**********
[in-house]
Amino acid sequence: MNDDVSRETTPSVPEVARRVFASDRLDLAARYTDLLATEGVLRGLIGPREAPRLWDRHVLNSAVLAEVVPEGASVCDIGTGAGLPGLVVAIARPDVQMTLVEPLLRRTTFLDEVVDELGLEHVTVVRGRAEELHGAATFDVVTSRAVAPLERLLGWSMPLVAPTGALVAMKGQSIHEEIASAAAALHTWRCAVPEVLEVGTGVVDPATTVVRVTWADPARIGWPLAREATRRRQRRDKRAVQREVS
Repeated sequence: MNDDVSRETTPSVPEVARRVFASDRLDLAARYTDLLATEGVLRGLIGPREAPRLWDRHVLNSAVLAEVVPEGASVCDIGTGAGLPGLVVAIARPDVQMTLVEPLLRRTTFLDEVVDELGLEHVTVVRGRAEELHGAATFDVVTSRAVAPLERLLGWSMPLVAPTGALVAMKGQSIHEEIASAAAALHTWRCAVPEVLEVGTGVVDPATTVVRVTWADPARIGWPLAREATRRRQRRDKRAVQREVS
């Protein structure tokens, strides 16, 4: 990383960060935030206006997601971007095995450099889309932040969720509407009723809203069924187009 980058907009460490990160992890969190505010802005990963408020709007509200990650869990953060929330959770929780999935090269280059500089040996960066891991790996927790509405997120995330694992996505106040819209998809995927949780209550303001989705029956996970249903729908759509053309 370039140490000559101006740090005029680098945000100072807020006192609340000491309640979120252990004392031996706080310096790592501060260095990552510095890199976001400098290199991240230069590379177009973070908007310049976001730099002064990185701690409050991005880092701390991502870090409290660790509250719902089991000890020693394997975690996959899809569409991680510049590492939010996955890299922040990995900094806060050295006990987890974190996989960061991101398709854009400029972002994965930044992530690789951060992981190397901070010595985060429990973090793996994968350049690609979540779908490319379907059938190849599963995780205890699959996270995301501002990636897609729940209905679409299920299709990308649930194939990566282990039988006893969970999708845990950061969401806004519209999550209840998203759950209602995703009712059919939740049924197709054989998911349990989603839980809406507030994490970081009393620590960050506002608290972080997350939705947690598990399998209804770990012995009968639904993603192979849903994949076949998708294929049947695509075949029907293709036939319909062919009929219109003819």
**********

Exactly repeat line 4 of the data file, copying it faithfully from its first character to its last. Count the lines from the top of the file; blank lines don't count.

């Protein structure tokens, strides 16, 4: 990383960060935030206006997601971007095995450099889309932040969720509407009723809203069924187009 980058907009460490990160992890969190505010802005990963408020709007509200990650869990953060929330959770929780999935090269280059500089040996960066891991790996927790509405997120995330694992996505106040819209998809995927949780209550303001989705029956996970249903729908759509053309 370039140490000559101006740090005029680098945000100072807020006192609340000491309640979120252990004392031996706080310096790592501060260095990552510095890199976001400098290199991240230069590379177009973070908007310049976001730099002064990185701690409050991005880092701390991502870090409290660790509250719902089991000890020693394997975690996959899809569409991680510049590492939010996955890299922040990995900094806060050295006990987890974190996989960061991101398709854009400029972002994965930044992530690789951060992981190397901070010595985060429990973090793996994968350049690609979540779908490319379907059938190849599963995780205890699959996270995301501002990636897609729940209905679409299920299709990308649930194939990566282990039988006893969970999708845990950061969401806004519209999550209840998203759950209602995703009712059919939740049924197709054989998911349990989603839980809406507030994490970081009393620590960050506002608290972080997350939705947690598990399998209804770990012995009968639904993603192979849903994949076949998708294929049947695509075949029907293709036939319909062919009929219109003819």